The System of Professions: An Essay on the Division of Expert Labor
In The System of Professions Andrew Abbott explores central questions about the role of professions in modern life: Why should there be occupational groups controlling expert knowledge? Where and why did groups such as law and medicine achieve their power? Will professionalism spread throughout the occupational world? While most inquiries in this field study one profession at a time, Abbott here considers the system of professions as a whole. Through comparative and historical study of the professions in nineteenth- and twentieth-century England, France, and America, Abbott builds a general theory of how and why professionals evolve.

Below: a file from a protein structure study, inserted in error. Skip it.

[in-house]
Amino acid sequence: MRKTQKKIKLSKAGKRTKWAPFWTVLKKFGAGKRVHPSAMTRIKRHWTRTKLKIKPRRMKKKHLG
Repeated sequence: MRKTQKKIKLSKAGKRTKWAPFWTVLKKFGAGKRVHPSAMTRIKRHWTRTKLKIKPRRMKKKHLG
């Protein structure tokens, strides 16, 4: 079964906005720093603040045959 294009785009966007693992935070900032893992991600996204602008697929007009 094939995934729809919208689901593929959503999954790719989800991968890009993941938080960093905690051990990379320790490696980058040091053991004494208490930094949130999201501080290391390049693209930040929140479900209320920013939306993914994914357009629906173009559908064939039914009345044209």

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abstract academic accounting actual American analysis association become British career central century chapter claims clergy clients common competition corporate cost course created cultural demand differentiation discussed disease division of labor doctors dominant early effects elite emerged engineering England English example exist expansion extensive external fact fessional ﬁrms ﬁrst follow forces formal French function groups hospitals important individual interest internal interprofessional involved jurisdiction knowledge later lawyers legitimation less major means medicine mental move nineteenth noted objective organizations particular pattern period practice present problems profes professional professions psychiatrists questions relations schools sional sions social society solicitors sources status structure subjective subordinate success task theory tion treatment United values various workers workplace